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CD Review 

by Miranda Hale


Team Boo (Polyvinyl), the Mates of State's third full-length release, is completely delightful. There is really no other word that better describes what the husband and wife team of Kori Gardner and Jason Hammel do with their melodic voices, swirling organs, keyboards and drums. Their dueling vocals, earnestness, intellect and passion form the backbone of their music, and on Team Boo, their gorgeous collaboration is taken to new levels of fun, intelligence and versatility.


The exuberant and deliberately structured "Ha Ha" starts the album. It's a paradox, a powerhouse of a quiet song about love, pain, power and hope. The dueling vocals separate, then come back together, merging and converging and diverging repeatedly with luscious results. The keyboards swirl like the soundtrack of a creepily beautiful 1950s science fiction film, and the various shifts in rhythm leave the listener with a feeling of enveloping warmth. "Fluke" is a danceable number, with beats out of a '80s video game infused with '90s sincerity and seriousness. The vocals are call-and-response, and Gardner and Hammel's voices blend together effortlessly to create a thoughtful and enchantingly fragile atmosphere. On "Parachutes (Funeral Song)," the chorus of "at least I know you tried" is repeated over hauntingly beautiful and evocatively tinkling piano notes, with the effect of barely controlled yet feverish desperation. These songs are simultaneously joyous and devastating, but always emotive and hopeful.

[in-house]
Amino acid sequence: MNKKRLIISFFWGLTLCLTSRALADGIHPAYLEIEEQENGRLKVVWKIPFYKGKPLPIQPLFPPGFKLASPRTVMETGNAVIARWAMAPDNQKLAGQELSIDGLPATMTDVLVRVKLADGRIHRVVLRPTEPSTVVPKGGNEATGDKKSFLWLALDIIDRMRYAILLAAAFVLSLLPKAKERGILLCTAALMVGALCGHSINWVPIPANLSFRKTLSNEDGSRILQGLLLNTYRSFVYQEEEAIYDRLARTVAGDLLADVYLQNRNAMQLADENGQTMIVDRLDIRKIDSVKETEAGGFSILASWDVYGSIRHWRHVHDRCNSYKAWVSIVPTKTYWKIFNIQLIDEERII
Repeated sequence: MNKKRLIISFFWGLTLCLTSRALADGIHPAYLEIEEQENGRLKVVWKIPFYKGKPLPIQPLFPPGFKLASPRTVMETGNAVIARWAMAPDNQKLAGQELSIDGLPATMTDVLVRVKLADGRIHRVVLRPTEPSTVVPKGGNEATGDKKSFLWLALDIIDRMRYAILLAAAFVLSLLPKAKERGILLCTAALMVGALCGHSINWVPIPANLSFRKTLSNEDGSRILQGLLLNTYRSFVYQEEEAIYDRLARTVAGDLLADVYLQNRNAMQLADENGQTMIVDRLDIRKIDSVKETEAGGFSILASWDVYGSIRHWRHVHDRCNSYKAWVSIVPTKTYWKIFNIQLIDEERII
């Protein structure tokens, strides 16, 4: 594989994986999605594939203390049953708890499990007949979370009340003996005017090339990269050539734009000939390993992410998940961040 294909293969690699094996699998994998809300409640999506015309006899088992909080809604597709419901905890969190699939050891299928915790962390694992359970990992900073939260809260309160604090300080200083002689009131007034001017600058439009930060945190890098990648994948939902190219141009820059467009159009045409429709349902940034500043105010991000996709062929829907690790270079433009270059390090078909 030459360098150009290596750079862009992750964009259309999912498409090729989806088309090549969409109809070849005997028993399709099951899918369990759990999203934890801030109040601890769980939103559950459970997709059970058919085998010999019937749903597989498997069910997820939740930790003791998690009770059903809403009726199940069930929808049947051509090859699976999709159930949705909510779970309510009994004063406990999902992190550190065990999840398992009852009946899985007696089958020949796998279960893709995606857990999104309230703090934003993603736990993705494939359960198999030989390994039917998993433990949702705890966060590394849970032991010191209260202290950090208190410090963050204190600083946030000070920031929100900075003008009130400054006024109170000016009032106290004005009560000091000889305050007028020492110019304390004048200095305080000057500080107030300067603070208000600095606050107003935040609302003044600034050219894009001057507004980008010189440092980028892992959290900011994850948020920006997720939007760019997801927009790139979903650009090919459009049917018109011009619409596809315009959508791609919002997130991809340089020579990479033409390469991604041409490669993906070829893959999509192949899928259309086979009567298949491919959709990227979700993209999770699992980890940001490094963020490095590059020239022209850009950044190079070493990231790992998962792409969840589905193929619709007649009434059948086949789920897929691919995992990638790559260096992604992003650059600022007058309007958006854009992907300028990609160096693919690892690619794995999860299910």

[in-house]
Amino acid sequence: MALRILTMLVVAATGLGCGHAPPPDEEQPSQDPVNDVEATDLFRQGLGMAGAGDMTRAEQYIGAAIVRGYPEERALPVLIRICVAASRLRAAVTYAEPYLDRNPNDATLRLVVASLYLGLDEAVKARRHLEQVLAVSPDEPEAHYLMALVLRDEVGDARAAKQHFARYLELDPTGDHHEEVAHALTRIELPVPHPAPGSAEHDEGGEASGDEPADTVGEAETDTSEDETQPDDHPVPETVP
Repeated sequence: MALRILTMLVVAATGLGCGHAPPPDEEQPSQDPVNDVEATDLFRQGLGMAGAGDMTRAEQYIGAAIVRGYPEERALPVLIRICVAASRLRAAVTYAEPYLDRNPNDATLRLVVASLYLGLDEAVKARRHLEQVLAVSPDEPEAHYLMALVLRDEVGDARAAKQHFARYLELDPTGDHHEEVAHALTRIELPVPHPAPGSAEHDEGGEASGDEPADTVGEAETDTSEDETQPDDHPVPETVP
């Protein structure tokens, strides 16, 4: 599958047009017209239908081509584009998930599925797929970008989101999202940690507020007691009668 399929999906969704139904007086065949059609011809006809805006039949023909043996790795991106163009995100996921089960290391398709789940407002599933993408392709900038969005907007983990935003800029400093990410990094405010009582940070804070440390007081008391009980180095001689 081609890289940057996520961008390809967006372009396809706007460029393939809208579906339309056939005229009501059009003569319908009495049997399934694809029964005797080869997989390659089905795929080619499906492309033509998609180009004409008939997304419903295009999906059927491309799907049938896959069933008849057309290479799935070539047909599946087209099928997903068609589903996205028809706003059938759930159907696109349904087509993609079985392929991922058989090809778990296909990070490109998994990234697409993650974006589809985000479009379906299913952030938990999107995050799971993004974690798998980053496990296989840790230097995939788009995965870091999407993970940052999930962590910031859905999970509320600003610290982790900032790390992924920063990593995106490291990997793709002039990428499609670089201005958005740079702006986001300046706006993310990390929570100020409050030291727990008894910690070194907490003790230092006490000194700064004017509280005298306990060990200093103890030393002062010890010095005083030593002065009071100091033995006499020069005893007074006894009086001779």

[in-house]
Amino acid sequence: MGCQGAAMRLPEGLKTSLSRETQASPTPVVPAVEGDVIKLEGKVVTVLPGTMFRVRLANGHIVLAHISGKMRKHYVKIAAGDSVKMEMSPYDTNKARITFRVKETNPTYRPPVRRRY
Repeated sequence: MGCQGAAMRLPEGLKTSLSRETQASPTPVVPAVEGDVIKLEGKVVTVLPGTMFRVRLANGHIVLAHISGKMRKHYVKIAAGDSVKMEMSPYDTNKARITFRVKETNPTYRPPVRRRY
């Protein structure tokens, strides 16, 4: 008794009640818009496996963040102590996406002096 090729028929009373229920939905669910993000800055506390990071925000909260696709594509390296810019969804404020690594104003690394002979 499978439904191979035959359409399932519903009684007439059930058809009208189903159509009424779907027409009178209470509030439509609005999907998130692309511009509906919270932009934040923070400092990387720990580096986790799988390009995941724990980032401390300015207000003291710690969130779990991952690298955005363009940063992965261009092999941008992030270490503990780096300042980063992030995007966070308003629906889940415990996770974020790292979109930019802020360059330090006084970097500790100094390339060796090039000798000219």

Gardner and Hammel have adopted the motto "play anywhere, anytime," an ethos that has garnered them a large audience and has lead to comparisons to other, better known, boy-girl duos such as Quasi and the White Stripes. Yet, for all their call-and-response and drums + organ sound, the Mates of State are distinct. They are honest and fierce, yet always maintain evocative sweetness and well-thought-out joy in their music and live shows. In some ways, the music they make is out of time, seemingly existing neither in the present nor in the past. They are a rare group that -- refreshingly enough -- manages to successfully incorporate their influences without wearing them on their sleeves.


The Mates of State make consistently beautiful and evocative music. Their two voices fill up Team Boo with the passion and strength of an entire choir. They have created a diverse yet comfortingly similar sound, and it is a sound that gets better and stronger on each album.





Publication date: 09/18/03
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